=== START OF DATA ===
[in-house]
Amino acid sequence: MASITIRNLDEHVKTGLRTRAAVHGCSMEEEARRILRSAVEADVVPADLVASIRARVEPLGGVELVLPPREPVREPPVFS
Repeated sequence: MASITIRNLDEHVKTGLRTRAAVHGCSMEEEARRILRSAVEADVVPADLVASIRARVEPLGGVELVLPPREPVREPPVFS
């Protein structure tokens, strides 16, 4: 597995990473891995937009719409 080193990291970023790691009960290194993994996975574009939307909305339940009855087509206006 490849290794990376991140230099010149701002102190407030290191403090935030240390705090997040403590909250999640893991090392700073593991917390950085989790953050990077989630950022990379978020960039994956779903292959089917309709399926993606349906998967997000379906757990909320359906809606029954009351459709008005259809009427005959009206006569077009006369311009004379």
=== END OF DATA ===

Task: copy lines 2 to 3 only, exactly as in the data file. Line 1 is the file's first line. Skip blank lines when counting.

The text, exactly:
Amino acid sequence: MASITIRNLDEHVKTGLRTRAAVHGCSMEEEARRILRSAVEADVVPADLVASIRARVEPLGGVELVLPPREPVREPPVFS
Repeated sequence: MASITIRNLDEHVKTGLRTRAAVHGCSMEEEARRILRSAVEADVVPADLVASIRARVEPLGGVELVLPPREPVREPPVFS